Grant success - Sydney Health Partners
A Sydney Children’s Hospitals Network study of the clinical and economic benefits of treating type 1 diabetes (T1D) patients with a “virtual pancreas” is amongst several research projects which have received Federal Government funding through Sydney Health Partners.
A grant of almost $225,000 has been awarded to the project led by Professor Maria Craig, Senior Staff Specialist in Paediatric Endocrinology and NHMRC Practitioner Fellow at the Institute of Endocrinology and Diabetes at The Children’s Hospital at Westmead.
Her team will measure the clinical and economic benefits of treating T1D patients with a new technology known as a hybrid closed-loop insulin pump, and compare the outcomes with those of traditional multiple daily injection therapies. Unlike conventional insulin pumps, hybrid closed loop systems automatically vary insulin delivery in response to continuous blood glucose monitoring.
One of the Principal Investigators, Associate Professor Janes Holmes Walker, says that until now, no-one in the world has attempted to quantify whether the health and lifestyle benefits of the new pumps outweigh the costs as compared with management with multiple daily injections.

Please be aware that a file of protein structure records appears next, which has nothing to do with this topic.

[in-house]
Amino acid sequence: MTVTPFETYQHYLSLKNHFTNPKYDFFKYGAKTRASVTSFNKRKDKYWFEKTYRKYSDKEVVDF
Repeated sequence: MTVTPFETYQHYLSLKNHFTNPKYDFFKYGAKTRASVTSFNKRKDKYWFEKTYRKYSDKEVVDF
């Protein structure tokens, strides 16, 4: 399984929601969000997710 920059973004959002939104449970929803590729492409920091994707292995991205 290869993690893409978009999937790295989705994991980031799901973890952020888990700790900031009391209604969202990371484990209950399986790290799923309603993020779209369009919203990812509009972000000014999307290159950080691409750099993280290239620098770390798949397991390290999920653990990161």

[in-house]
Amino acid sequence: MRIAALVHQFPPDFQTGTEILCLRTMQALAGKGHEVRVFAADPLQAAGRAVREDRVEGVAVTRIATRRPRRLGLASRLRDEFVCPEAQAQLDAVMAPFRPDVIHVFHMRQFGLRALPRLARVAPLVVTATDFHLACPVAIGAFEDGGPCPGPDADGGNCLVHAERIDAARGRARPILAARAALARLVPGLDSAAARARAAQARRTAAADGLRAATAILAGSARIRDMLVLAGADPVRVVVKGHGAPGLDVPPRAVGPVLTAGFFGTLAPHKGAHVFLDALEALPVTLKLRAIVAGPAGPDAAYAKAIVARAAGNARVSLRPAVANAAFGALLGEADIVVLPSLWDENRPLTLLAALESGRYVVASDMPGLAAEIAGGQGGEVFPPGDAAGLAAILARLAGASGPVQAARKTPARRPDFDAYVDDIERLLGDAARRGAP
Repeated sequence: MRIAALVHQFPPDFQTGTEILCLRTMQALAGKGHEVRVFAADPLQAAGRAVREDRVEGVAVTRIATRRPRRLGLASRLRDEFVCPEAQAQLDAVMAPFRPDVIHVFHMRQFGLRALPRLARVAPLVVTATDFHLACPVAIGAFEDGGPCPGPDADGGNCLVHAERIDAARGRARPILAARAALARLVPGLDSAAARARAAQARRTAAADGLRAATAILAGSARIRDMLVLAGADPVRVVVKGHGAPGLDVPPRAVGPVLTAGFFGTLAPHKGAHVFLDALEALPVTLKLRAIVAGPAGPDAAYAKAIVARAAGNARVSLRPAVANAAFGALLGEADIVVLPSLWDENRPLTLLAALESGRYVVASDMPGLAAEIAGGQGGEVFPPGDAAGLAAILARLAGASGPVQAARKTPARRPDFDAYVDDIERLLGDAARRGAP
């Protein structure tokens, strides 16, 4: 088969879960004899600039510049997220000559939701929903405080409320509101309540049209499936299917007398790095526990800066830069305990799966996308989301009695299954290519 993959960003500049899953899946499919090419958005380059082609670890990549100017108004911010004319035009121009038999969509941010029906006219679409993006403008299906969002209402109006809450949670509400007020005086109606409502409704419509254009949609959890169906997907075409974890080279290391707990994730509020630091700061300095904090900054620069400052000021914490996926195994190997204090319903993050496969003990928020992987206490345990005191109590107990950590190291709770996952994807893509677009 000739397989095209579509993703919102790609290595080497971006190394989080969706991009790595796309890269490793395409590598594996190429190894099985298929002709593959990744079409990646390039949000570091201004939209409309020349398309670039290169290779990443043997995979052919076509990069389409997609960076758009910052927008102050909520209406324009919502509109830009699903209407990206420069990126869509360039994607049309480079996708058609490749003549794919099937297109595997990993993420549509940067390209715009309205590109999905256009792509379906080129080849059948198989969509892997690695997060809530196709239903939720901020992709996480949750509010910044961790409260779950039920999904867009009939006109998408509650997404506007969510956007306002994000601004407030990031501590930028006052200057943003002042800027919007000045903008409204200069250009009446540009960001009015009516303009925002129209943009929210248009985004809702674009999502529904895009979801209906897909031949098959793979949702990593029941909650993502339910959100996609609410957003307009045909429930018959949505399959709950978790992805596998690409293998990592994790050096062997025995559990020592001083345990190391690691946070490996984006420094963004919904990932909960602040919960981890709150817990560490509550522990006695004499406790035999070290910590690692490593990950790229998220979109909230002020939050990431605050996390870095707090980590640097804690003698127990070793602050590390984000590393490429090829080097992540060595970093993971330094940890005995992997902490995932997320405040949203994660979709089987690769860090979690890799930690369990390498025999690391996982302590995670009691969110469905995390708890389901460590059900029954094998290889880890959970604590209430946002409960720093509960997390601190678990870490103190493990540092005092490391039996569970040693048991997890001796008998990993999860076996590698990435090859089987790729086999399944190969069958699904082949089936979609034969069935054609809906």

“Because hybrid closed-loop insulin pumps are not currently available to public health patients, it is important to research their health economic impacts,” she said.
“We will collect data including the number of GP and hospital visits and health complications experienced by those using the new technology compared with T1D patients on conventional therapies. But we will also attempt to put a dollar value of the quality of life improvements that may result from use of the new technology.”
Associate Professor Hasantha Gunasekera, Clinical Academic and Staff Specialist General Paediatrician at The Children’s Hospital at Westmead has also been awarded a grant from Sydney Health Partners for his project titled ‘Hearing Ear Health and Language Services: evaluation and scale-up of a primary care health service delivery program for Aboriginal children”.
His team will be conducting a quantitative analysis of existing ear health intervention for Aboriginal children to improve diagnosis, referral attendance and waiting times for access to ear health services for Aboriginal children in New South Wales. This important study will investigate the current model for ear health within the Aboriginal community and whether going forward the program is cost effective.
Sydney Children’s Hospitals Network is a major partner of Sydney Health Partners, an unincorporated joint venture that also includes the Western Sydney, Northern Sydney and Sydney Local Health Districts, the University of Sydney and their affiliated medical research institutes and centres. The Executive Director of Sydney Health Partners, Professor Garry Jennings, said that a total of 11 Rapid Applied Research Translation projects were chosen for funding from across the partner organisations.
“All the successful projects shared Sydney Health Partners’ vision of delivering the benefits of health and medical research to our patients and communities more quickly. They have been chosen for ready ability to be implemented in a clinical setting and strong prospects of delivering tangible benefits to patient care within a 12-to-18 month period,” he said.